Sumirago, Italy: Mention the name Missoni, and most think of a fashion empire that revolutionised textile patterns, spawned the no-bra look on the catwalks, and is now a global brand that designs everything from sweaters to sheets to hotels.
But none of it would have happened had it not been for the 1948 London Olympics, where one kind of flame sparked another between Rosita Jelmini and Ottavio Missoni.
She was 16, going on 17, a shy Italian girl in London to improve her English. He was 27, a tall, strappingly handsome member of the Italian 400 metres hurdles team at the Games where the world was trying to put the devastation of war behind it.
“Our student seats were right near the changing rooms at Wembley Stadium. I saw him. He looked like he was 21 but I later found out that he was 27. He had an extraordinary running style,” Rosita, now 81, recalled in their home as Ottavio, now 91, sat next to her on an iconic Missoni zebra-patterned couch.
As a boy, Ottavio was a running wunderkind. In 1937, at the tender age of 16, he was the youngest member of Italy’s national team. That year in the 400 metres at a Milan event, he beat American Elroy Robinson, then the world record holder for the 880 yards.
Missoni ran in the 1938 European Championships, and the 1939 Italian Championships and World Student Games.
Then the guns of war got in the way. Both the 1940 and 1944 games were cancelled. Ottavio, fighting on the Italian side in the Battle of El Alamein, was captured by the British and held as a prisoner of war for four years in Egypt.
“It wasn’t exactly a Club Med type of environment ideal for training,” he said, laughing as he leaned back on a Missoni pillow.
“I was …” And, like most couples who have been together for a lifetime, Rosita finishes her husband’s thought: “He likes to poke fun (at the English), saying that he was a guest of the Queen of Britain”.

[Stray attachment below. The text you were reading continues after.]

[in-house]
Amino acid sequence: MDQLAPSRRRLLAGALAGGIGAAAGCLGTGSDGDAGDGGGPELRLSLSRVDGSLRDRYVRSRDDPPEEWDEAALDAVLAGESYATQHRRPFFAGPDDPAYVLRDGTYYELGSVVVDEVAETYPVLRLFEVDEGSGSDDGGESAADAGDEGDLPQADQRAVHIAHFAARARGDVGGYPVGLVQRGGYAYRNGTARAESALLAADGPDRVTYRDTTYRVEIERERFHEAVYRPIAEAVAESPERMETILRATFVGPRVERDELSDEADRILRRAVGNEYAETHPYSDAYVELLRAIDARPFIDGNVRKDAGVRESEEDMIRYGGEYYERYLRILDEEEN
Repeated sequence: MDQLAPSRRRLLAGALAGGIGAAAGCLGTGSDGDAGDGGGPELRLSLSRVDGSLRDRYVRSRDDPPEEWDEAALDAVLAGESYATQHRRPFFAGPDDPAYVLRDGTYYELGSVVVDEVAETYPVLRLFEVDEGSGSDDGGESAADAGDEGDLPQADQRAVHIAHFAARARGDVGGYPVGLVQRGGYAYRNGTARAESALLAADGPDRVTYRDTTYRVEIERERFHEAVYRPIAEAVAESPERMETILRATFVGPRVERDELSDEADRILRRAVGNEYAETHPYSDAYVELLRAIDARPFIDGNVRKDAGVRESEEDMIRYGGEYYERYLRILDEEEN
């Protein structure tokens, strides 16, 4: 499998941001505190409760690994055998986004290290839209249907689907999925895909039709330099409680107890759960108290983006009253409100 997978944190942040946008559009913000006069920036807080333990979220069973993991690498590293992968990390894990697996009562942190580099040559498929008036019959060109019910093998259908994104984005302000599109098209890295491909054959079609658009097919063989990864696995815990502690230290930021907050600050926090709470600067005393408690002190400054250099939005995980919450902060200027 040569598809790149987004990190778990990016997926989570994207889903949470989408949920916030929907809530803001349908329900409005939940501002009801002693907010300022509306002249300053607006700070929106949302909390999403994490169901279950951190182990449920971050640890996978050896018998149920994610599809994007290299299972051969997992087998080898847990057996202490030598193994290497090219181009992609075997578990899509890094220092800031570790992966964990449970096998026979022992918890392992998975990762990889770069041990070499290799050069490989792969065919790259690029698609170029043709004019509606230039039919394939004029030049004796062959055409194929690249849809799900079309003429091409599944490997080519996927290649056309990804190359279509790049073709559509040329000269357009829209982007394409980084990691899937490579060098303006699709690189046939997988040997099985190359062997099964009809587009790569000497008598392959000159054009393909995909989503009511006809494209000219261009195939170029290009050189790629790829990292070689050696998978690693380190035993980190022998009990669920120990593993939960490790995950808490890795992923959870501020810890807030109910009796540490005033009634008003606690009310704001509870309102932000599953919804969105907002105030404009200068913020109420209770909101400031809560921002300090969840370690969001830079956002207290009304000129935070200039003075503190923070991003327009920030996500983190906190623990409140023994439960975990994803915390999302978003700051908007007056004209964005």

Indeed, if it were not for the luxurious surroundings, the covers of fashion magazines and signed photographs on the walls, and the hovering Sri Lankan butler in his crisp, white jacket, Ottavio and Rosita could be mistaken for any elderly couple sharing a park bench.
“I started running again with the little that was left in me because naturally, after four years as a prisoner of war I was not in top physical form, but I must have had something left in me and I won the Italian (4 X 400) title and was chosen to go to the Olympics,” he said.
In 1948, much of Italy was still recovering from the war’s devastation; the Marshall Plan to rebuild the country was in its teething phase and for many, the London Olympics offered a badly needed chance to cheer national athletes.
Few people had televisions in their homes. Most watched the Games in bars and shop windows or on newsreels in cinemas.
“Those were beautiful Olympic Games because everything was natural and spontaneous, not like now, when everything is inflated, blown out of proportion,” said Ottavio, who is known by everyone by his diminutive “Tai”.
After she first saw him run at Wembley, Rosita and her school mates were invited to lunch with the Italian athletes in Brighton.
“During the lunch I realised he was so funny. He was handsome but not only. He was clever and intelligent and with a great sense of humour, which has been very helpful in all our life,” Rosita said.
They married in 1953 and set up a small workshop making track suits in Gallarate, near Rosita’s home village, and later moved on to knitwear, presenting their first collection in Milan in 1958 at the dawn of what was to become known as Italy’s economic miracle.
“We started making a profit after 10 years of activity and that day I felt like the richest man in the world,” Ottavio said.
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